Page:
Healthy vs. Unhealthy Fat
Written by Madi Hahn, Dietetics Student
Fat is a crucial component of every diet. It is one of the 3 main macronutrients, meaning it is grouped with Carbohydrates and Protein in importance and caloric intake. Fat should make up about 20-35% of your caloric intake per day. It is the most dense in calories compared to the other 2 macronutrients, with 9 calories per gram ingested.
Hence, fat has wrongfully received a bad name within the public regardless of the important role it plays in our health and diet. Fat is responsible for functions such as absorption of nutrients, production of hormones, regulation of body temperature, protection of vital organs, and, of course, energy!
While fat plays a key role in the diet, it is important to note the difference between healthier fats which favor heart health with fats that shouldn’t be consumed as often keeping health in mind. Saturated fats are fats that should be limited and are known to raise LDL, or ‘bad cholesterol’ levels in the blood. High amounts of LDL are known to increase risk of heart disease and stroke. Hence, saturated fats should be limited to less than 10% of a person’s calories per day.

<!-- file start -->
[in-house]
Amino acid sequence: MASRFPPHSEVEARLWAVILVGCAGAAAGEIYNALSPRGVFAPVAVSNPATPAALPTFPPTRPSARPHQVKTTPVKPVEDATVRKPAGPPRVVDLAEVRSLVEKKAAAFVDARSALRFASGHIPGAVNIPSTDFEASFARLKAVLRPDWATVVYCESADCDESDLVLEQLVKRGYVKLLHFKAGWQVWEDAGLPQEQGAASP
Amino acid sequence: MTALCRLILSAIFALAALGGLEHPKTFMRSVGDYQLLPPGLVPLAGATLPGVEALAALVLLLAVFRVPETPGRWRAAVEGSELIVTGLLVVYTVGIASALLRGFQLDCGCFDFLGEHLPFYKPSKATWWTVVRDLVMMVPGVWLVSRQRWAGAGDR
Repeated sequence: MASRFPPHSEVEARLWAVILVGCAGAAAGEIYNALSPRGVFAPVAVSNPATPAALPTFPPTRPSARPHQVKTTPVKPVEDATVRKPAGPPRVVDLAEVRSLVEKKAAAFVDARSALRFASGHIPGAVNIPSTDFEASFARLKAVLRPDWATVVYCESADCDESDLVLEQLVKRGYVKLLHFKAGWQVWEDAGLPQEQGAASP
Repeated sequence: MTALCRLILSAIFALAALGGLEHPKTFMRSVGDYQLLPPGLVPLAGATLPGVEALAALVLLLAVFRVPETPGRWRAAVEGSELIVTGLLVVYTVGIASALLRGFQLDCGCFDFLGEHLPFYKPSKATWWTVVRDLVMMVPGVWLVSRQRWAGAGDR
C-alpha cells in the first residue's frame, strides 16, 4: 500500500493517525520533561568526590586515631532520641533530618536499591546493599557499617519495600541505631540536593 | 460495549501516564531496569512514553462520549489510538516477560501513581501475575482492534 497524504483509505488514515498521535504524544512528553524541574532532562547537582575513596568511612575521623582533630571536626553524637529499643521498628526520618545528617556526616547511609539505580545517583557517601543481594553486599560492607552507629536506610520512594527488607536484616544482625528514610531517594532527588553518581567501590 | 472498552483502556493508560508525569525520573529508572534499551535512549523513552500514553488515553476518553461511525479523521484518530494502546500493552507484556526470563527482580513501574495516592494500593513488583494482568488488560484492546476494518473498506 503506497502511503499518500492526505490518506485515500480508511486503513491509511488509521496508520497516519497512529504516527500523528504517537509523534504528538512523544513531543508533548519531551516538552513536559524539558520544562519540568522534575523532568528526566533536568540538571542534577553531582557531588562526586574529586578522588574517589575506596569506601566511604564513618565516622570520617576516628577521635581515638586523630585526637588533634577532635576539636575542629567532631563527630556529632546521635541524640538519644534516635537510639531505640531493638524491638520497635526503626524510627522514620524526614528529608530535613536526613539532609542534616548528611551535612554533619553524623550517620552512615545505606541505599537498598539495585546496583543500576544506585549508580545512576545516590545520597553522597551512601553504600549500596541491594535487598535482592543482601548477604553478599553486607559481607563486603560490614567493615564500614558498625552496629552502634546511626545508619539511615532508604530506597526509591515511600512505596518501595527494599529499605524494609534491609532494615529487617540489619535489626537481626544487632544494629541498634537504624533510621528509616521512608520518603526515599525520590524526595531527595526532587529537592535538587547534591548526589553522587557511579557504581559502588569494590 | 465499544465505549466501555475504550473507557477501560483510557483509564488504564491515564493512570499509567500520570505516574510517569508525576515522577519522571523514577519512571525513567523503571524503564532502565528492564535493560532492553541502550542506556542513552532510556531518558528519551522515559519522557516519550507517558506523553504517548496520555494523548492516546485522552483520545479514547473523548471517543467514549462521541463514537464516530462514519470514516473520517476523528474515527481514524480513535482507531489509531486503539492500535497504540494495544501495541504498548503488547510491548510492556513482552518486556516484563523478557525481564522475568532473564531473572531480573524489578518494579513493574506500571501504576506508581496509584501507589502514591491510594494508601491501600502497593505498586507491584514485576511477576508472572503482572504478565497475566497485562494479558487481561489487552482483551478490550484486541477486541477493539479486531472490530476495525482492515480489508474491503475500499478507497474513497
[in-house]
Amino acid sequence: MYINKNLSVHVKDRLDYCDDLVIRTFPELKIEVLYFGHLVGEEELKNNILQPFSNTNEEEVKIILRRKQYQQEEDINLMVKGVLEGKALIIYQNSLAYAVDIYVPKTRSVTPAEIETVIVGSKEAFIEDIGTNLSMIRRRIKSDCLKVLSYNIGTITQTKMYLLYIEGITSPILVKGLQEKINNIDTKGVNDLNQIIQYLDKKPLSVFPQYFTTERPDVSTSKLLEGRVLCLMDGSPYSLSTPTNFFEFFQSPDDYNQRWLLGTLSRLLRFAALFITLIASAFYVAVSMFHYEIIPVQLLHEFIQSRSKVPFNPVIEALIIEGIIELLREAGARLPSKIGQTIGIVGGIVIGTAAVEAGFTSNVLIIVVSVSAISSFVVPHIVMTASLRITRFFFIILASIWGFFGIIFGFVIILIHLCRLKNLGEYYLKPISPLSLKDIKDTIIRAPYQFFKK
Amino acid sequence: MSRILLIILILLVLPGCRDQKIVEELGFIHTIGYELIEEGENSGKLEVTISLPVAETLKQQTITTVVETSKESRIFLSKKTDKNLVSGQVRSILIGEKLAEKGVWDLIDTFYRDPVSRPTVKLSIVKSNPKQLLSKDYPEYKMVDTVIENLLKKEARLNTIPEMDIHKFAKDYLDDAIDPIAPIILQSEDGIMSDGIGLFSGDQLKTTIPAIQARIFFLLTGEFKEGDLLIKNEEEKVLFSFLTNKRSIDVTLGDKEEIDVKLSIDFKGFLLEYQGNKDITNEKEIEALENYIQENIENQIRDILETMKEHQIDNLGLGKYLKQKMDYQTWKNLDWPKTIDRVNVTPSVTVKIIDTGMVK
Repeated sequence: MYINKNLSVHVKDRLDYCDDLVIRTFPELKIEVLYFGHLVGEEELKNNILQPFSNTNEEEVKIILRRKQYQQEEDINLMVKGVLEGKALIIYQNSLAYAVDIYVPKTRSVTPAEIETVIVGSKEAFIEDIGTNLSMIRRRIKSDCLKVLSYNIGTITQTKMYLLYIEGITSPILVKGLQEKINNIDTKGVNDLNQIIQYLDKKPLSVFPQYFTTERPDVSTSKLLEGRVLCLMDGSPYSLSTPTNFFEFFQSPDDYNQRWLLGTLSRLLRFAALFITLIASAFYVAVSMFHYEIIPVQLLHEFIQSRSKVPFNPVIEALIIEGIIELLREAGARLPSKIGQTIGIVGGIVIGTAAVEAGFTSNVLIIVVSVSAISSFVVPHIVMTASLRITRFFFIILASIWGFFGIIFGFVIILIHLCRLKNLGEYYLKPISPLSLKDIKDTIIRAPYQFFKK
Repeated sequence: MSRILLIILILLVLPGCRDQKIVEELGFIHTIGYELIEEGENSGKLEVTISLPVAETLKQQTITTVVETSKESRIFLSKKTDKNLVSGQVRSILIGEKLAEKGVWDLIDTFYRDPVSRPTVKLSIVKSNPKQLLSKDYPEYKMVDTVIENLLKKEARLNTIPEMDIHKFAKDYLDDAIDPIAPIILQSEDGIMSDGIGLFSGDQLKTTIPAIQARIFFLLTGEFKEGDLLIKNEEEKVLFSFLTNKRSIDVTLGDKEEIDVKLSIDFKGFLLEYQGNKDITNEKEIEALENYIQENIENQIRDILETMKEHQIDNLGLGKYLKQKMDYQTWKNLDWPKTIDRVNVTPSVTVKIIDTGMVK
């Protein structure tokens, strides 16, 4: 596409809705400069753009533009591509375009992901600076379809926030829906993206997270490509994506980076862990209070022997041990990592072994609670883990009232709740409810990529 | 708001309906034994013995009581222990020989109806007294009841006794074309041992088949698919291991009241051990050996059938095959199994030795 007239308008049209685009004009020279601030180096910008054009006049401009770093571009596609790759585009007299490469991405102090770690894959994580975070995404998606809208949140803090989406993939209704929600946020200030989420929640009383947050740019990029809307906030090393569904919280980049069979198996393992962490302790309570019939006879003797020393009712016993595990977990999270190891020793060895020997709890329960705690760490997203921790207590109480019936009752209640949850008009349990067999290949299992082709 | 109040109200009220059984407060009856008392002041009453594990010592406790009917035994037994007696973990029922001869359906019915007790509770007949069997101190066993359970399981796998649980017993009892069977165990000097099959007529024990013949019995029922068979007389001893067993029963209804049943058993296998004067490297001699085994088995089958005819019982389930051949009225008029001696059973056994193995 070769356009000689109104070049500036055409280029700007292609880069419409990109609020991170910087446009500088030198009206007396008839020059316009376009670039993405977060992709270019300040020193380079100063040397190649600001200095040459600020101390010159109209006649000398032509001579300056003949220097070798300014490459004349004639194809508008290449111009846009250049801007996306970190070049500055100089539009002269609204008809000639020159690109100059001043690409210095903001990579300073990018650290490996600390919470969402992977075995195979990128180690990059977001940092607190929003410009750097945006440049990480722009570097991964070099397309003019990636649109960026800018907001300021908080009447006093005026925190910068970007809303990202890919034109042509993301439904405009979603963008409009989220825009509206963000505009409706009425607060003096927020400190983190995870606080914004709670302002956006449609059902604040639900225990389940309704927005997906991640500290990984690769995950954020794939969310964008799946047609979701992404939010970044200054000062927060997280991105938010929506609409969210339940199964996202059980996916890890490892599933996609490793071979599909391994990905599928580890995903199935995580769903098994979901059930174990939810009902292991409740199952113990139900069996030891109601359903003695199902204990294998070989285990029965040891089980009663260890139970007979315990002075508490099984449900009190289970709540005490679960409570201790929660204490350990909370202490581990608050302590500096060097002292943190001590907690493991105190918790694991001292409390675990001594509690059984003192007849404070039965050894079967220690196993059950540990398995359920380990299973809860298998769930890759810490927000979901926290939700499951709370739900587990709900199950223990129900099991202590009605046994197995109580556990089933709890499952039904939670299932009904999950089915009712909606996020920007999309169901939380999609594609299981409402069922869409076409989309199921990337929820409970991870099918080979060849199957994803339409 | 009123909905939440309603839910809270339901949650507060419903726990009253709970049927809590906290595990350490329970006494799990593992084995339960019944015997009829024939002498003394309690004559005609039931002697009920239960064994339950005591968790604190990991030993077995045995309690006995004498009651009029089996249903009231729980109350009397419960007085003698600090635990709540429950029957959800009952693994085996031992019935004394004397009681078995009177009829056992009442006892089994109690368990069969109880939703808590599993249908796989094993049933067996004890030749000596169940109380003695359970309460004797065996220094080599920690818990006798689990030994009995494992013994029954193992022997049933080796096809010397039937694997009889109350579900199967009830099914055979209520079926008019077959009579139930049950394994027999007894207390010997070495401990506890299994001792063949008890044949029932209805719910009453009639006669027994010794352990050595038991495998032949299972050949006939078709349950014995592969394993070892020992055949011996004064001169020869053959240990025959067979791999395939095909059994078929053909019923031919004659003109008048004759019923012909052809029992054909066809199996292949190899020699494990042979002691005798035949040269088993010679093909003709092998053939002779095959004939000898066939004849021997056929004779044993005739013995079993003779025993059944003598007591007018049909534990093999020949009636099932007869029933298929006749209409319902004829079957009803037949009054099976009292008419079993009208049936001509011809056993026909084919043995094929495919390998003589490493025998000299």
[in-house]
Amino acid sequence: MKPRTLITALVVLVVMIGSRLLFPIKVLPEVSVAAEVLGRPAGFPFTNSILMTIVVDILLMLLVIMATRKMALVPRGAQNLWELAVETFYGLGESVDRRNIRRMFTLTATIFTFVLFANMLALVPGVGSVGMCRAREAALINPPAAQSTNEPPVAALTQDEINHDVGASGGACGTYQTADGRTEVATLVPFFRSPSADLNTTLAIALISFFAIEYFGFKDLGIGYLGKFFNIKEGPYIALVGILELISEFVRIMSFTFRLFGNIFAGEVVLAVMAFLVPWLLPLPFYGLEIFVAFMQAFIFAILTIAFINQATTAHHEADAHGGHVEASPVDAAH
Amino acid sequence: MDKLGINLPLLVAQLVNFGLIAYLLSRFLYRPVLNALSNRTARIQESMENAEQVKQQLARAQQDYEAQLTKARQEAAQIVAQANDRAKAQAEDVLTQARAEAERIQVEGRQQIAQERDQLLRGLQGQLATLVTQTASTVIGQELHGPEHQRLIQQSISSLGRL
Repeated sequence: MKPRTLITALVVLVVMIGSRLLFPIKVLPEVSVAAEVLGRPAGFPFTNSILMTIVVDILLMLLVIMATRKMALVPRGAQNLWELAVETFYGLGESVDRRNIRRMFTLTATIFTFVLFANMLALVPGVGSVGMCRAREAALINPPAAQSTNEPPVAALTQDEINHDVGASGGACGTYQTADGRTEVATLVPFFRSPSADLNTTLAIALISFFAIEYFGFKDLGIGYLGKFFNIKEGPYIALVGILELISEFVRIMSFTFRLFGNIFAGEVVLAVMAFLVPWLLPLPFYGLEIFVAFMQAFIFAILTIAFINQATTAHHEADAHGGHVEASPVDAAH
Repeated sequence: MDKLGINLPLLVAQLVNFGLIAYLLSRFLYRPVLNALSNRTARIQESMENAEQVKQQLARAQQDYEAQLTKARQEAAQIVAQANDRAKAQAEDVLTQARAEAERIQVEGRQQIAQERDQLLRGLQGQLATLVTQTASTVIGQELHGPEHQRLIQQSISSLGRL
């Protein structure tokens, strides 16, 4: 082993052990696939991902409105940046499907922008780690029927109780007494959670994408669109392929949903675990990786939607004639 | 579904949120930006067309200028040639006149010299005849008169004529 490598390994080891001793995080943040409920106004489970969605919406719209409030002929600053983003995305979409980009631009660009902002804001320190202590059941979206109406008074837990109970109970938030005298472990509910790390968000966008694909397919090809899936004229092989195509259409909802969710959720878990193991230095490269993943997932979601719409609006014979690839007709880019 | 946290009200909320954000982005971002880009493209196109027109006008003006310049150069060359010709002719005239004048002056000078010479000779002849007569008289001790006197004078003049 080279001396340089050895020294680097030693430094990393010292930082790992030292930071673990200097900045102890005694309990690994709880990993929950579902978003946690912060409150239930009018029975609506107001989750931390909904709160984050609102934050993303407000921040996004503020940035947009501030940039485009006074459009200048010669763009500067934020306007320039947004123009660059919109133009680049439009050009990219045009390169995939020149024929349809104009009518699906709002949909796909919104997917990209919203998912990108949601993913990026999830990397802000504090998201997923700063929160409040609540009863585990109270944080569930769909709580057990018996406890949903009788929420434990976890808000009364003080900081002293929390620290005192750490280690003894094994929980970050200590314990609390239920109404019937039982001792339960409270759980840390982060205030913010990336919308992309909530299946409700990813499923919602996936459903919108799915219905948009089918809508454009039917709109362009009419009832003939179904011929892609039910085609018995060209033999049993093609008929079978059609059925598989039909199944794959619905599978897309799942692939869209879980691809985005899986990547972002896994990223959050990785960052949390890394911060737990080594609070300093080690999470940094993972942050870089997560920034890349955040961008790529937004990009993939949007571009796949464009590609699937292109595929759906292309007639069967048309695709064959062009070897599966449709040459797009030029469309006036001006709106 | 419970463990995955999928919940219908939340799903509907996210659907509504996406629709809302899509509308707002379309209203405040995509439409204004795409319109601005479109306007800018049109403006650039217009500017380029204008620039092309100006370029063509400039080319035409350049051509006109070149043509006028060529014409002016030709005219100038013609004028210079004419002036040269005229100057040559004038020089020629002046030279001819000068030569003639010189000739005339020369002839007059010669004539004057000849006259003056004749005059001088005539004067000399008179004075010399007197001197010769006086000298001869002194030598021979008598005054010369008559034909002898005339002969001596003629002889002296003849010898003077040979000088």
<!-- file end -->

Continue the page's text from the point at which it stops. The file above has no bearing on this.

Examples of saturated fats: Butter, full-fat and high-fat meats, yogurt, full-fat cheese
Another type of unhealthy fat that falls into this category are called trans or ‘hydrogenated’ fats, which are formed by the addition of hydrogen to vegetable oils in order to ‘saturate’ the fat. Trans fats are no longer allowed in the U.S. due to its dangerous health effects and links to raised cholesterol and heart disease.
Unsaturated fats are fats that should be prioritized over saturated fats in the diet. They can be broken down into two categories: Monounsaturated and polyunsaturated fats. Monounsaturated fats are often found in vegetable oils and nuts, and polyunsaturated fats are found in vegetable oils, nuts, seeds, and fatty fish. Polyunsaturated fats include Omega-3s and Omega-6s, which are known to reduce the risk of heart disease and may also have links to increased cognitive function, decreased prostate cancer risk, and relieving inflammatory disease. All unsaturated fats are crucial to health due to their ‘heart-healthy’ benefits.
Examples of unsaturated fats: Avocado, peanut butter, nuts, olive oil, canola oil, sunflower oil, soybean oil, walnuts, flaxseed, pumpkin seed
The Bottom Line
Fat is an important component of the diet and should not be avoided at any costs. In the best interest of health, specifically heart health, it is recommended to prioritize unsaturated fats in the diet and limit excessive amounts of saturated fats. You can do so by choosing lean meats if you eat meat and opting for unsaturated substitutions like using avocado oil to cook and eating fatty fish like salmon about twice a week.